What is frotteuristic disorder?
The word frotteurism comes from the French word “frotter” which means, “to rub”. An individual with frotteuristic disorder derives immense sexual gratification from rubbing their genitals against an unsuspecting victim, usually in crowded settings such as buses, trains, shopping malls, bazaars, etc.
The culprits usually choose a public place where the chances of body contact are higher and overcrowded places.
It is a paraphilia disorder marked with sexual interest towards an object, children or animals. If it is persistent and severe enough, it can be distressful and harmful to self or others.
More males between the age group of 15-25 years are reported to be involved in such incidents while females are the most common victims of frotteurism.
There is no definite answer to the factors that cause frotteurism behaviour in people. Some theories state that a random or accidental incident of frotteurism and subsequent sexual excitement may lead to repetitive acts. An initial successive episode of frotteurism gives way to its conversion into disorder.
It is difficult to determine the risk factors that may lead to this disorder. Some of the factors that may pose a risk are:
- A history of antisocial behaviour
- Abnormal interest in sex
- Being hypersexual with frequent and extreme sexual urges
Symptoms and signs
The symptoms of frotteurism disorder (based on DSM 5) include:
- Repeated acts of rubbing or touching a non-consenting person that is done intentionally with the sole purpose of sexual gratification
- The behaviour has been causing problems with an individual’s social, professional and personal life.
Based on the presence of above symptoms, a psychiatrist would be able to diagnose this disorder. Further, the individual must be at the risk of harming oneself or others.
Most of the individuals deny that the act has been intentional to avoid the punishment, which complicates the treatment measures.
Individual who seek medical help willingly are treated via behaviour therapy, psychotherapy and medication.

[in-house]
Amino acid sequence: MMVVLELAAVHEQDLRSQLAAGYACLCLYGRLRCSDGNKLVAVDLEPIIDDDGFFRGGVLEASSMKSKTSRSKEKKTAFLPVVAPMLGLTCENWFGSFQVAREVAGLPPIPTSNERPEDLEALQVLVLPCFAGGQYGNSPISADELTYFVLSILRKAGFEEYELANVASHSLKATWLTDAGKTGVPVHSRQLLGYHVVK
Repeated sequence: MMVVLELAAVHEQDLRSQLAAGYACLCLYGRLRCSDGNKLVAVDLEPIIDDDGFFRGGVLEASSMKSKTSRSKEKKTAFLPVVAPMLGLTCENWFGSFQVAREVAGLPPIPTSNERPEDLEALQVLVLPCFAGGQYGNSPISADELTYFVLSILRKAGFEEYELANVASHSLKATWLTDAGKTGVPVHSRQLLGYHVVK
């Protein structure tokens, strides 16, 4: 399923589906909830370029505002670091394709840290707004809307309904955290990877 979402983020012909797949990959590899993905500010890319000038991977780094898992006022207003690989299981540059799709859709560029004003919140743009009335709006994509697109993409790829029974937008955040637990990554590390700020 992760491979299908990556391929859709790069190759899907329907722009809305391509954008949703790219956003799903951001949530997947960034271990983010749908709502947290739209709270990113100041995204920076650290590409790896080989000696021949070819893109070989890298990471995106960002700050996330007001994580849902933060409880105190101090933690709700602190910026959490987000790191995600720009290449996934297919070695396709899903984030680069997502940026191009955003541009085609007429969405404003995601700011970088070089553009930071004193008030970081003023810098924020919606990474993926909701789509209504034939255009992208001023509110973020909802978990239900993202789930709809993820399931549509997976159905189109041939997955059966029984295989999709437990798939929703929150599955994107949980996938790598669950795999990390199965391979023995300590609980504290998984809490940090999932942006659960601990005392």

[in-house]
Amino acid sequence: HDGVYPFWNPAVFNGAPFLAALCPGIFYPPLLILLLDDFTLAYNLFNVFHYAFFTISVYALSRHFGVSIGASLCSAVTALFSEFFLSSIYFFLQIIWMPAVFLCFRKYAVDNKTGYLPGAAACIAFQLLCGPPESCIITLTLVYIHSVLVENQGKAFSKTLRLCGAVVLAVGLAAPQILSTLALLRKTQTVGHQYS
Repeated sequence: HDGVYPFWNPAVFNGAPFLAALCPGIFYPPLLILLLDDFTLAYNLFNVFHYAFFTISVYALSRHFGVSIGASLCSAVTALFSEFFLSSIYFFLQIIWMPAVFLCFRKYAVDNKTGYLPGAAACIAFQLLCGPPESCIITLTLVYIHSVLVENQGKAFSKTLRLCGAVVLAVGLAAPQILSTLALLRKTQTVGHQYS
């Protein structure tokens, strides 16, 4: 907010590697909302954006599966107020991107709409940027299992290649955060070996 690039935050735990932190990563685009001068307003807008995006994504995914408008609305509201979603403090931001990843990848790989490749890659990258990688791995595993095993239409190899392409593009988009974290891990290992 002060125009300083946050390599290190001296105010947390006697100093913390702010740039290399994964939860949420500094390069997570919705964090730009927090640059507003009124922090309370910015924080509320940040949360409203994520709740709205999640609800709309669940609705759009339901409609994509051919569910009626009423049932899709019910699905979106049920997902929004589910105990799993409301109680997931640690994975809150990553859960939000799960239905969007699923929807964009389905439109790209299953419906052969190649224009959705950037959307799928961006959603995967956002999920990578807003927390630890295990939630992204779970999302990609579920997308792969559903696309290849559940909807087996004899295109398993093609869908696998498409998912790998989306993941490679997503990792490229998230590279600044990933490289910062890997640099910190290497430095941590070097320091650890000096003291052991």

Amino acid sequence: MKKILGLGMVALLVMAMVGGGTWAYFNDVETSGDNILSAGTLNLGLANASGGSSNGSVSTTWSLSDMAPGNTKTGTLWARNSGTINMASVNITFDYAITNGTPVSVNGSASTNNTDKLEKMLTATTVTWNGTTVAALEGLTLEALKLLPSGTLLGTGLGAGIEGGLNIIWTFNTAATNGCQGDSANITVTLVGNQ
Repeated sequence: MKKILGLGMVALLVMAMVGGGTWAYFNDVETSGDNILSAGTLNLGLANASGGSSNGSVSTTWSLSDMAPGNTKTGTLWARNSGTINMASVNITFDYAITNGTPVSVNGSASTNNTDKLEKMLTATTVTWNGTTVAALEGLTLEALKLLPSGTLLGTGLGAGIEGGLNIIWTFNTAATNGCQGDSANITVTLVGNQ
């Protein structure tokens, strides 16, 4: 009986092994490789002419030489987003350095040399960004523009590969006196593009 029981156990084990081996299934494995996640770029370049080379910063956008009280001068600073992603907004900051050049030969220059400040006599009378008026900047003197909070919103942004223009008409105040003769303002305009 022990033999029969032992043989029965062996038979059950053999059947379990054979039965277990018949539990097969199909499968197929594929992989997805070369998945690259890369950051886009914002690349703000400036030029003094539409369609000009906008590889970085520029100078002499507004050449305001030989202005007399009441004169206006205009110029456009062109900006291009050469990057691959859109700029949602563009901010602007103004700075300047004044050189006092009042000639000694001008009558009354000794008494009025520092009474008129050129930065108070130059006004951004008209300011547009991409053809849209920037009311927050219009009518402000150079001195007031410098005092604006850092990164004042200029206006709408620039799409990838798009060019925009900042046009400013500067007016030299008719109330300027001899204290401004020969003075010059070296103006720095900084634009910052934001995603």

The treatment is aimed at changing the behaviour of such individuals through positive and negative reinforcement, restructuring the thought process and teaching coping skills to overcome sudden impulsive sexual urges.
Experts believe that there are no means to prevent frotteuristic disorder in an individual.
Some individuals with the this disorder can develop other paraphilia disorders. Repeated acts of frotteurism can lead to legal issues, especially when the victim identifies the culprit and reports the matter.
Most of the individual do not seek medical help for their obsession. If you know someone or yourself wish to overcome the embarrassment of frotteuristic disorder, consult a psychiatrist before you land up in legal hassles.
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- Frotteurism: Assessment and Treatment–Paraphilia’s—Accessed on 15 March 2017– http://www.paraphilias.nyc/publications/frotteurism-assessment-and-treatment/
- Prevalence and Treatment of Frotteurism in the Community: A Systematic Review—JAAPL—Accessed on 15 March 2017– http://jaapl.org/content/42/4/478
- Frotteurism—sex info online—Accessed on 15 March 2017– http://www.soc.ucsb.edu/sexinfo/article/frotteurism
- Frotteuristic Disorder DSM-5 302.89 (F65.81)– American Psychiatric Association, The (2013). Diagnostic and statistical manual of mental disorders (5th ed.). – Accessed on 15 March 2017– American Psychiatric Association, The (2013). Diagnostic and statistical manual of mental disorders (5th ed.). Arlington, VA: American Psychiatric Publishing.( http://www.theravive.com/therapedia/Frotteuristic-Disorder-DSM–5-302.89-(F65.81)) (it’s a cross reference)
- Frotteuristic Disorder—PVMHMR—Accessed on 15 March 2017 — http://www.pvmhmr.org/98-sexual-disorders/article/542-frotteuristic-disorder